from the tenor of the verses to have been very intimate with his correspondent, it has been inferred that Spenser must have been considerably above sixteen. Curiously enough, in this very year too, there appeared a book entitled “ A Theatre of Worldlings, &c., by S. John Vander Noodt, with Six Epigrams prefixed," which, in 1591, Ponsonby, Spenser's own publisher, printed as his, with some changes and corrections apparently from the poet's pen. In the same wonderful year, we find from a record in the State Paper Office, that one Edmund Spenser lived at Kingsbury in Warwickshire. And yet, to crown all, it is certain that on the 20th of May 1569, the poet was admitted sizer of Pembroke Hall, Cambridge. Thus we find an Edmund Spenser returned from a journey to France—à Spencer receiving a poetical epistle from Russia—a Spenser publishing poetry himself—an Edmund Spenser living quietly in the country—and the veritable poet entering college—all in the 1569. One is tempted to exclaim, like Richard III., “There be six Spensers in the field,” and to conclude that there is no puzzle in all “ The Faerie Queene" itself more perplexing. We think it probable that there were more Spensers than one. The Edmund Spenser of Kingsbury might be, as Collier conjectures, the father of the poet. The Spencer returned from abroad, and addressed by Tuberville, might be a relative. It is not at all likely that the poet would in the same

year 1569.

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year be receiving a bill for foreign service, and entering Cambridge in the mean position of a sizer. At the same time, how Spenser's father, who had been in London at the date of Edmund's birth, should in 1569 be residing in Warwickshire, we cannot explain.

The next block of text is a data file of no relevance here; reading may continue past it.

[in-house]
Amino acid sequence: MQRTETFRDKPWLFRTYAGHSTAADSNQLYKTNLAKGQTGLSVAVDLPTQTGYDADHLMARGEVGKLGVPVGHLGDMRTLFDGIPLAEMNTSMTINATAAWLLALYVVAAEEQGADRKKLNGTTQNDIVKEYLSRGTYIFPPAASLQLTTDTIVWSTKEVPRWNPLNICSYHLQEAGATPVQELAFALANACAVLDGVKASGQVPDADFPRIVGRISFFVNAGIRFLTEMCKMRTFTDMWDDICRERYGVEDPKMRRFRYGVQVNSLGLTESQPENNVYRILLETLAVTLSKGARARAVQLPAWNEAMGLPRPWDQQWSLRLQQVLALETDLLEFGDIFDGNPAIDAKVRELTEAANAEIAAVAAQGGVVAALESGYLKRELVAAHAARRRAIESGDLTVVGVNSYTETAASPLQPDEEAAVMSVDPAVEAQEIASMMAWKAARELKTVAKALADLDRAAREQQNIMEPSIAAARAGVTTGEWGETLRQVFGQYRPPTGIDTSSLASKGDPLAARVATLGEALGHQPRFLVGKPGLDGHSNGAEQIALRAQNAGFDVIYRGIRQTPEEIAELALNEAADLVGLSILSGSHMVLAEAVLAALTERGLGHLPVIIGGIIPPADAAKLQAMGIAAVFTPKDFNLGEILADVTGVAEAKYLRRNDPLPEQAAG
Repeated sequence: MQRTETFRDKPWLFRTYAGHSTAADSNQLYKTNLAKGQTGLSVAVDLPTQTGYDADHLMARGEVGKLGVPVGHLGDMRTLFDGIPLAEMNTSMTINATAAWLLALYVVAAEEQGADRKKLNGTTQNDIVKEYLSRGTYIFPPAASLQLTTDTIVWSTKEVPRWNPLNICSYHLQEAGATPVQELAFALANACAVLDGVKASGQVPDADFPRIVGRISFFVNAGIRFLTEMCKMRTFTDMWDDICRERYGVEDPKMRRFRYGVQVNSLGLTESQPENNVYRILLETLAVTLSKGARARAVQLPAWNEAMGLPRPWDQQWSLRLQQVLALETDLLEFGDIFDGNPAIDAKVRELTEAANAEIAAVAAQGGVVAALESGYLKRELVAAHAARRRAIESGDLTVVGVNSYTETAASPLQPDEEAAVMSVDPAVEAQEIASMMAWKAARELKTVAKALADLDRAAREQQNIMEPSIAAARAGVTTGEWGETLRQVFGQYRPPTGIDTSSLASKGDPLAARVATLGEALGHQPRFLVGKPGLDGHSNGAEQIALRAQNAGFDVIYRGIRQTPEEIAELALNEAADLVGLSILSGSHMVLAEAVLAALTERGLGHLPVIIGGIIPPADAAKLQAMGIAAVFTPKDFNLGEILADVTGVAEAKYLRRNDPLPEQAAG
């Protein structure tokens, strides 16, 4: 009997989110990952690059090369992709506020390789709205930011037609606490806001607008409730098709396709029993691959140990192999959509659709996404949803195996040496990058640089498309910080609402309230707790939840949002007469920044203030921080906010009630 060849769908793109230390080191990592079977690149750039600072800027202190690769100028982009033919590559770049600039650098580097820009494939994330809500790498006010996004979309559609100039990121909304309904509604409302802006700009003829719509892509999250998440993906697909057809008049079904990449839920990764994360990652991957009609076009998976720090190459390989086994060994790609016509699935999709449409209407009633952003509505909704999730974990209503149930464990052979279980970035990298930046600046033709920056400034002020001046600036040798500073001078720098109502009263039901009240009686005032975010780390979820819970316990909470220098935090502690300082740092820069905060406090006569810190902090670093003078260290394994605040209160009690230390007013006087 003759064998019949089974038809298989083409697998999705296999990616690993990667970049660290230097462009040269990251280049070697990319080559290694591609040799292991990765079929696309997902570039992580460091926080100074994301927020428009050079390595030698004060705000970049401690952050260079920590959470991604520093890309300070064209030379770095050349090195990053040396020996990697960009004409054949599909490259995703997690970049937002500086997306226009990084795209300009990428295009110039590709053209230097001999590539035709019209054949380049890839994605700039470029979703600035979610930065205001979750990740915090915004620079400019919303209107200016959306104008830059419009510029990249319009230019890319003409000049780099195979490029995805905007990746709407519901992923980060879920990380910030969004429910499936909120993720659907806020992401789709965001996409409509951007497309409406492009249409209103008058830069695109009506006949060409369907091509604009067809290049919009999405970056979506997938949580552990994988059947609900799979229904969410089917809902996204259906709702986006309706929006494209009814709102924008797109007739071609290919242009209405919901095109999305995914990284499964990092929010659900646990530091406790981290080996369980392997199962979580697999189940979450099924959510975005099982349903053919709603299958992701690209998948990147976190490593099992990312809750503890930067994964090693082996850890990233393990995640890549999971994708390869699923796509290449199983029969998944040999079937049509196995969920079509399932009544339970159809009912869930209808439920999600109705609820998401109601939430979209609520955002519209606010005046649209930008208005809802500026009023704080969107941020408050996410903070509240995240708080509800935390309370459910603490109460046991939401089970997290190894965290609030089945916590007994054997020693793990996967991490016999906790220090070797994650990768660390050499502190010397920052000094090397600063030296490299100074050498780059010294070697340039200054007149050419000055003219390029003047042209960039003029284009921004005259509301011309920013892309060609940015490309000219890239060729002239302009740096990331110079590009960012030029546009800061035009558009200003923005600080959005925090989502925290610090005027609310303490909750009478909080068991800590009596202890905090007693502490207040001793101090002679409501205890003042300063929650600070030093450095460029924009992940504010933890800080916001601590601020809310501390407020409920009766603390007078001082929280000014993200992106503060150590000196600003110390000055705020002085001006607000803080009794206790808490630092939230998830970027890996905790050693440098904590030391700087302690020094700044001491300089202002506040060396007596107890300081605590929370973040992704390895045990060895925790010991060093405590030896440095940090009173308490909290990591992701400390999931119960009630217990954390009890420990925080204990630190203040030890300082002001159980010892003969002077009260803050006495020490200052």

East Smithfield, by the Tower, witnessed the birth of this transcendent poet. Of the rank and circumstances of his parents little is known, although it seems probable that they were poor. It has always been held that they were related to the ancient and honourable house of Spenser. The branch of that family with which the poet was connected, is supposed to have been that of the Spensers, or Le Spensers, of Hurstwood, near Burnley, in the east of Lancashire. In the poet's time, this family probably lived on a small property three miles north of Hurstwood, in the forest of Pendle, and at the foot of Pendlehill, still called “the Spensers." His degree of connexion with this family is not exactly known, but several circumstances combine in proving that he belonged to their stock. We know from one of his commentators, whose initials are E. K., and who was a personal friend, and annexed notes to “The Shepherd's Calendar when it first appeared, that Spenser lived a considerable time in the north, and there wrote a part at least of that poem. It is likely that he was then upon a visit to the Spensers of Hurstwood. We find, too, from the pedigree of the poet's descendants, that Edmund and Laurence are family names, although not very common at that time, or even yet, in England. Now, turning to the registers of baptisms and burials in Burnley, Pendle, and Colne, in the neighbourhood of the ancient residence of the Spensers, we find quite a redundancy of Edmunds and Laurences—the one following the other almost in regular rotation. (This, by the way, tends to confirm our conjecture, that there were several Edmund Spensers connected with the same race alive in 1569.) Mr Craik adds what he thinks another corroborative evidence: “The poet himself always spelt his surname, not as the Spencers of Althorpe did and do, with a c, but with an s; and it appears from the entries in the parochial registers, that it was spelled in the same manner, with an s, at Hurstwood, and for six or seven miles round, not only in